In the early 2000s, I had a brief and enjoyable run-in with the world of trend-spotting and technology futurism. I guess this was the transition point between a period when the geeks were still experimenting with new forms of digital sociability and the corporations had worked out what they wanted from 'new' media. As something of an outsider to this fast-talking world of predictions and Silicon Valley anecdata, I would be transfixed by seminar presentations and talking shops, in which it was never entirely clear who precisely knew what, or on what basis they knew it. Nor was it entirely clear where money fitted in to the scene. Of course, nobody was in it for the money; but they still wanted to continue the conversation back at their central London loft, or over an expensive breakfast the next day. The borderland between innovation and capital needs its cultural and economic sustenance.
When technology futurists and trendspotters got together, with a smattering of geeks, business consultants and maybe the odd tame BT engineer, there could be a lengthy mexican stand-off, as everyone waited to see who was willing to share some dazzling insight first. Murmers about a recent visit to 'the Valley' would be the New Economy equivalent of loosening a top button or showing a little flicker of leg. But who was to know if anyone else had any real futurological beans to spill?
Then, out of nowhere, it would happen. Waiting for a pause in the conversation, one well-shirted man in trendy glasses would sit back in his chair and throw down one of his aces: "what's so different in Tokyo now [this being a time when references to Japanese IT usage could still be enough to make the entire Nasdaq stand to attention] is that teenagers aren't holding their phones to their ears any longer, but typing on them in front of their eyes"...
An epistemological bell had been rung. A glimmer of a smile would appear around the lips of the geeks, while the trend-spotters would scribble furiously in their moleskins, nodding urgently. Others glanced at each other, with an I-know-that-you-know-that-we-both-know furtiveness, as if someone had just broken sweet consultancy wind. It was a form of magic.
Where had this pearl come from? How was it so perfectly formed? If I'd been a little less trusting or concerned with intellectual norms of accreditation and citation, I probably could have worked it out. This brilliantly concise nugget of wisdom had been thrown into the pool, not only for everyone's consumption, but to be recycled for future use. It was a contribution to the chat commons. But, by the same logic, it had also been extracted from the chat commons on a previous occasion.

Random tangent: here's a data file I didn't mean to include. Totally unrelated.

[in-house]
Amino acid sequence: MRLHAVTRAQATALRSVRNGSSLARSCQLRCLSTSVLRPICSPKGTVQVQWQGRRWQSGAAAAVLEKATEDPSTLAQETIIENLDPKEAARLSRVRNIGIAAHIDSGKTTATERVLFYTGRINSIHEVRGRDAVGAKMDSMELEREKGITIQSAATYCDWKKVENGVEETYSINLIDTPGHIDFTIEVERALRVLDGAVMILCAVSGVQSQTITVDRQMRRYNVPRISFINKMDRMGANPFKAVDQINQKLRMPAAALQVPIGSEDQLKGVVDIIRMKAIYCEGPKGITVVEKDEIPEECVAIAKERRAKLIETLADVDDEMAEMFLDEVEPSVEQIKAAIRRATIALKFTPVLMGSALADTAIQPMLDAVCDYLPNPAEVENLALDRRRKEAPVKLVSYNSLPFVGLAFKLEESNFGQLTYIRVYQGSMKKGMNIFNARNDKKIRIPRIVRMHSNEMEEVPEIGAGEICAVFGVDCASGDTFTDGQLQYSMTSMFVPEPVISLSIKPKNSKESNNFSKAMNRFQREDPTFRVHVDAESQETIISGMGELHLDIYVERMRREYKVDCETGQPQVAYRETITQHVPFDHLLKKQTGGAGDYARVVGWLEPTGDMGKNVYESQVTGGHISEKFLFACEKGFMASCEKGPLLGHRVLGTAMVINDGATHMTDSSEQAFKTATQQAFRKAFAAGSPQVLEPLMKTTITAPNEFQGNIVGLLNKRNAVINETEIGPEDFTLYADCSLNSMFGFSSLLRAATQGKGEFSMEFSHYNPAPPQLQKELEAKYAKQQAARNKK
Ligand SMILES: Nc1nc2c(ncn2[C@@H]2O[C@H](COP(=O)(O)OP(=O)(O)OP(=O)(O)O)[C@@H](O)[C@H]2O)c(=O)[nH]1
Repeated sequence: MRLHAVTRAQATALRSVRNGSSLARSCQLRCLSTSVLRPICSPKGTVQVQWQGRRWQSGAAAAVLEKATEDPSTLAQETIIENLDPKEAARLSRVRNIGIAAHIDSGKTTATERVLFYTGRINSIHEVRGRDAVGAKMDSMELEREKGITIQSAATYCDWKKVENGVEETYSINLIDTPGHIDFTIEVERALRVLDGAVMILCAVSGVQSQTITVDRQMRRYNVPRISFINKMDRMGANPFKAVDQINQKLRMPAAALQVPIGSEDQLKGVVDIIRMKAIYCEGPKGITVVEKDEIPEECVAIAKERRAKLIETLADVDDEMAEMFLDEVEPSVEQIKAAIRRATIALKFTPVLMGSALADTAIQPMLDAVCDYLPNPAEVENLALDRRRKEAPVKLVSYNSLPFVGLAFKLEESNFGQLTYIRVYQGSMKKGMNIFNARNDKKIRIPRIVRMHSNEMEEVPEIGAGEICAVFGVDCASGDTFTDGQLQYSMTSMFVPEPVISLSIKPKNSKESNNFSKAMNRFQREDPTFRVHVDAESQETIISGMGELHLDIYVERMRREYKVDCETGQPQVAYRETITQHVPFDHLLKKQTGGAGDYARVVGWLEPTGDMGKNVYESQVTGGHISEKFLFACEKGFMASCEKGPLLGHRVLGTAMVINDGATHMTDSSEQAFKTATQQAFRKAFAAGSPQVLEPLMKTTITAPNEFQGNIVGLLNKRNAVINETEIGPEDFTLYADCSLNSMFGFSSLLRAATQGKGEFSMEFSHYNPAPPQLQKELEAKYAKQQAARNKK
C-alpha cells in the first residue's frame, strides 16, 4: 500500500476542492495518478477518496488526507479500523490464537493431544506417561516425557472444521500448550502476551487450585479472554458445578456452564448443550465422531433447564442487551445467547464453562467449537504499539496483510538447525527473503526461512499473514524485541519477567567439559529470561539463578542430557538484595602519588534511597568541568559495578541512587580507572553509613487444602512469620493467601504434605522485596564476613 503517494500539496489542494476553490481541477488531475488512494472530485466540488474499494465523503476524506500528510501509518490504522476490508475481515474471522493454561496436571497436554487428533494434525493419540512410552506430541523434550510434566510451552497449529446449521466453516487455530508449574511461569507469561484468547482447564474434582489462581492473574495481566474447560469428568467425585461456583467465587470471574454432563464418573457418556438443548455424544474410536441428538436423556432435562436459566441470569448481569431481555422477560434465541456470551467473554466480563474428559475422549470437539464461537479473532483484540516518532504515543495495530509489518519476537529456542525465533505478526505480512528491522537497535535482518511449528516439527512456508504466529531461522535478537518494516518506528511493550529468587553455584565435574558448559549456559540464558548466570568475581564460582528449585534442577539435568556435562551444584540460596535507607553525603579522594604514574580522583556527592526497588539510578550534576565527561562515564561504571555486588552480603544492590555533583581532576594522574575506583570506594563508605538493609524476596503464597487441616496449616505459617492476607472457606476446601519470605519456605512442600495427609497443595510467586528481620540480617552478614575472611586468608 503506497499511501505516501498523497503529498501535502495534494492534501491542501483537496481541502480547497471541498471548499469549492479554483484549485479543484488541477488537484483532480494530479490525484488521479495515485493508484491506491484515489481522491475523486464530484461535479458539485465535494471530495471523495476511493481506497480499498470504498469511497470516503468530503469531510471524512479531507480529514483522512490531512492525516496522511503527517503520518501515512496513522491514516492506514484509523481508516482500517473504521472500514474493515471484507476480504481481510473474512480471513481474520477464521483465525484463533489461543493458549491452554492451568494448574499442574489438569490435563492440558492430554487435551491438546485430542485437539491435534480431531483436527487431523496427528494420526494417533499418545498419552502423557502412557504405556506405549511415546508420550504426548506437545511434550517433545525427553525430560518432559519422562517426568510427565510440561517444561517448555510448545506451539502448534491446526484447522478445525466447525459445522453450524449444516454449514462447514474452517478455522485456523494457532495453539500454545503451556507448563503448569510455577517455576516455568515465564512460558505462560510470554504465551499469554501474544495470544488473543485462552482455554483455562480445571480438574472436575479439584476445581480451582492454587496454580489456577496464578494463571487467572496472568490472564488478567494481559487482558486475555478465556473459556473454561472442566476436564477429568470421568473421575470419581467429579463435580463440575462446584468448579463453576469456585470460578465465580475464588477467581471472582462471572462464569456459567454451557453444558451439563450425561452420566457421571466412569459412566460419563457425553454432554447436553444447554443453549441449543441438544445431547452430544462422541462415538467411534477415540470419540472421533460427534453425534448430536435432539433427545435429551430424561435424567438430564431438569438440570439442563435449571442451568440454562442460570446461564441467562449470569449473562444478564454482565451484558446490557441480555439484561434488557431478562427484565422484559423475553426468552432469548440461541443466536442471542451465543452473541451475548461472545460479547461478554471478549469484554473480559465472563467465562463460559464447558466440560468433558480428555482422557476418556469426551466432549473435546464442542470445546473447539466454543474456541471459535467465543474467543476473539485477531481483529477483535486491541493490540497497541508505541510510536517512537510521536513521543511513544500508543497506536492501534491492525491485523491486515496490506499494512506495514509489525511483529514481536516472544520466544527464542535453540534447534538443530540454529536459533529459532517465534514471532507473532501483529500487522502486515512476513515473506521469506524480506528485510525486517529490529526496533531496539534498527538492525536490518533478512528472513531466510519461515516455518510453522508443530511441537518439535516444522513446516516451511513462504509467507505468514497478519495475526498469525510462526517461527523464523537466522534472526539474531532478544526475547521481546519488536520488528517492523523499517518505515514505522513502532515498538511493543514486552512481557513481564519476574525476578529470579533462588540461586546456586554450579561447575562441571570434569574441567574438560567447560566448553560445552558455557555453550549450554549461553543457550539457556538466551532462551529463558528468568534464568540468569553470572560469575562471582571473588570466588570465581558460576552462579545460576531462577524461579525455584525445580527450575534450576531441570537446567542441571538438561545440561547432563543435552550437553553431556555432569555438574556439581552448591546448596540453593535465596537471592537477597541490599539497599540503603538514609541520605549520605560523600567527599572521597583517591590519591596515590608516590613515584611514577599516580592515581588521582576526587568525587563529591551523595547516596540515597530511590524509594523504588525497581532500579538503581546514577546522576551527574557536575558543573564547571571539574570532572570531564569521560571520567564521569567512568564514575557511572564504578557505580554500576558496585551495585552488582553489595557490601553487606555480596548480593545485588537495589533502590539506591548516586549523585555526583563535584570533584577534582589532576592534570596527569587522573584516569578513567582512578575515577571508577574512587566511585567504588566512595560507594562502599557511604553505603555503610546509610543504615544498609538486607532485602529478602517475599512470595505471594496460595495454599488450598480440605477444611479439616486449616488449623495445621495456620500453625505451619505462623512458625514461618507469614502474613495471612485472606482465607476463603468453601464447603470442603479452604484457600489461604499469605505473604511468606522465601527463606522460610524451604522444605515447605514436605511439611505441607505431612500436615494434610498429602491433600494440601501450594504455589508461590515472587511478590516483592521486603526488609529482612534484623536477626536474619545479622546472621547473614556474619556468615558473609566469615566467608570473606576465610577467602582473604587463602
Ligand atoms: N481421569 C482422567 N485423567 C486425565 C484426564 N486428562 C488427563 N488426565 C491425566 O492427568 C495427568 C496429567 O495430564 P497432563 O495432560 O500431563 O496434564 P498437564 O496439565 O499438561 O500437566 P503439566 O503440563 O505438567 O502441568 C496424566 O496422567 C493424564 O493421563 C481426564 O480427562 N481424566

(A few months later, I showed a draft version of a report I'd written to an external associate. The report contained a concise insight into online social networks that I had discovered from - and accredited to - an American sociologist, Paul Resnick. The associate in question commended this insight in particular, offering as proof of its credibility that he had successfully sold some consultancy to Orange on the back of it. I wasn't sure whether to be flattered, to pass on this flattery to Prof Resnick or to suggest to Prof Resnick that he invoice Orange directly.)
I'm frequently reminded of this game of futurology poker, thanks to twitter. I am basically a 'lurker' in the twittersphere, following friends and peers, but hiding behind an impersonal institutional twitter account. I follow the general hubub, while contributing very little. It's like being on the bank of the Thames, watching a flotilla go by, or a viewer of BBC2s Review Show as Paul Morley drones on about why nobody else understands the 1980s as much as him. No offence; except to Paul Morley, obviously. I enjoy most of it tremendously.
What really transports me back to those croissanted mornings of technological chatmanship is one particularly odd genre of tweet: the real-time quotation of a conference speaker. Most twitter-users will know the score. Someone is at a conference, and broadcasting each nugget of wisdom as it lands from the podium. "Austerity isn't the problem without a solution, it's the problem of a failed solution #economyconference". "Facebook is to entrepreneurs what petrol stations are to pedestrians #technologyconference". "Evolution has solved the problem of death by replacing it with a problem of life #dawkins". "Steve Jobs wasn't a CEO, he was an OEC #China". What the hell are you all on about???